The United Nations General Assembly adopted a resolution expressing “deep concern at serious human rights violations” in Iran on Thursday 18 December 2008. The resolution, initially tabled by Canada and passed by a UN committee four weeks ago, was approved by the full General Assembly late yesterday.
“The Baha’i Community of Canada is pleased to see that the international community has shown such firm support for the victims of systemic human rights violations in Iran,” said Karen McKye, Secretary General of the Baha’is of Canada. “We are grateful that over the past five years the Canadian Government has taken the lead in tabling a resolution that has garnered world-wide support. We note the strong language of the resolution condemning the treatment of Iran’s largest religious minority, the Baha’is.”
The resolution, which passed by a vote of 69 to 54, specifically criticized Iran’s use of torture, the high incidence of executions, the “violent repression” of women, and “increasing discrimination” against Baha’is, Christians, Jews, Sufis, Sunni Muslims, and other minorities.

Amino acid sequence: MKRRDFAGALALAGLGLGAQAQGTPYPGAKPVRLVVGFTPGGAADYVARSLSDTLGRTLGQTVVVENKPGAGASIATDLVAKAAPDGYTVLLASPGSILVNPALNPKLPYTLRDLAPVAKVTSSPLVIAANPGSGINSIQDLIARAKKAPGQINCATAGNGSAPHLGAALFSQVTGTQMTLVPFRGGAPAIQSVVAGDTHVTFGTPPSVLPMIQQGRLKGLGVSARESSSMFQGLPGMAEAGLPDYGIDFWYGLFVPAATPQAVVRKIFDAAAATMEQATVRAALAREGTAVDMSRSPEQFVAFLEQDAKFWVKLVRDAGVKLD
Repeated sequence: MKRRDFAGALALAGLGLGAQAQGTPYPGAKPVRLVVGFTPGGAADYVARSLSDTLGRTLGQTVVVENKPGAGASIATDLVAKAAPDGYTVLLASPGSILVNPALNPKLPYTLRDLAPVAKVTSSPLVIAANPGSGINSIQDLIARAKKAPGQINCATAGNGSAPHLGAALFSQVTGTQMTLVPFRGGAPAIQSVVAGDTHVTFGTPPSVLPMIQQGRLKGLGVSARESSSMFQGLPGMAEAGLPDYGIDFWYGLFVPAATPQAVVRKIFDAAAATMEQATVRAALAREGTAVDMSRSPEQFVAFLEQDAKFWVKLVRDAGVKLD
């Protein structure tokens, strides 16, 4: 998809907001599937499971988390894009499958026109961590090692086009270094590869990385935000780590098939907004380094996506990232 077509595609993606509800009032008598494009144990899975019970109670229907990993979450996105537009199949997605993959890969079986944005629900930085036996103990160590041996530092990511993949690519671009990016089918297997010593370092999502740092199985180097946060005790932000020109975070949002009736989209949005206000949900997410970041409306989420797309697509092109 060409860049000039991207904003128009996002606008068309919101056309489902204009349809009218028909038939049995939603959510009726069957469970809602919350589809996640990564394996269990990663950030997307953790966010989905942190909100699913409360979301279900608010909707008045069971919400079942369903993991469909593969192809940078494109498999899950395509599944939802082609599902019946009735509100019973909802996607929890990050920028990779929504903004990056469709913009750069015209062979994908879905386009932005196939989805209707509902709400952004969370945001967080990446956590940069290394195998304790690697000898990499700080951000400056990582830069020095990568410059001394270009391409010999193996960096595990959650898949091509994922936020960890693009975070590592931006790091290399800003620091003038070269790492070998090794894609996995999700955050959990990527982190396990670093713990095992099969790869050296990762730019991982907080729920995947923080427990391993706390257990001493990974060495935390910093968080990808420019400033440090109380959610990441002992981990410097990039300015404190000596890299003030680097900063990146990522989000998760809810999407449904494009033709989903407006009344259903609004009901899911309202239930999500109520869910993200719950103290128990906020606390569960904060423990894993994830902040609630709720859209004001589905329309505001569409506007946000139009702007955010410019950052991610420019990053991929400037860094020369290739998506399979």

“Iran should reflect upon and glean from this vote that, sadly, countries from Finland to Fiji are more concerned about the rights of ordinary Iranian citizens than the Iranian government itself,” said Bani Dugal, the principal representative of the Baha’i International Community to the United Nations.
“The General Assembly is the world’s most representative body, and the fact that this represents the 21st such resolution expressing concern over human rights in Iran since 1985 should leave no doubt that this is not about ‘politicization,’ as the Iranian government likes to say, but a genuine concern for universally acknowledged rights.
“Regretfully, despite outcries like this and the recent report of the UN secretary general, the human rights situation in Iran grows worse each day. Nevertheless, we remain hopeful that expressions of concern like this will cause Iranian leaders to rethink their stance on human rights in respect for the rights that have been so widely accepted by other nations,” she said.
The resolution takes particular note of attacks on Baha’is, noting “increasing evidence of efforts by the State to identify and monitor Baha’is, preventing members of the Baha’i Faith from attending university and from sustaining themselves economically, and the arrest and detention of seven Baha’i leaders without charge or access to legal representation.”
Ms. Dugal noted that there are at least 20 Baha’is currently in jail, including the national Baha’i leadership of seven members who were arrested last March and May and are being held in Evin prison without charges. More than 100 others have been arrested and released on bail over the last four years as part of a stepped-up government effort at persecution.
(With notes from the Baha’i World News Service story news.bahai.org.)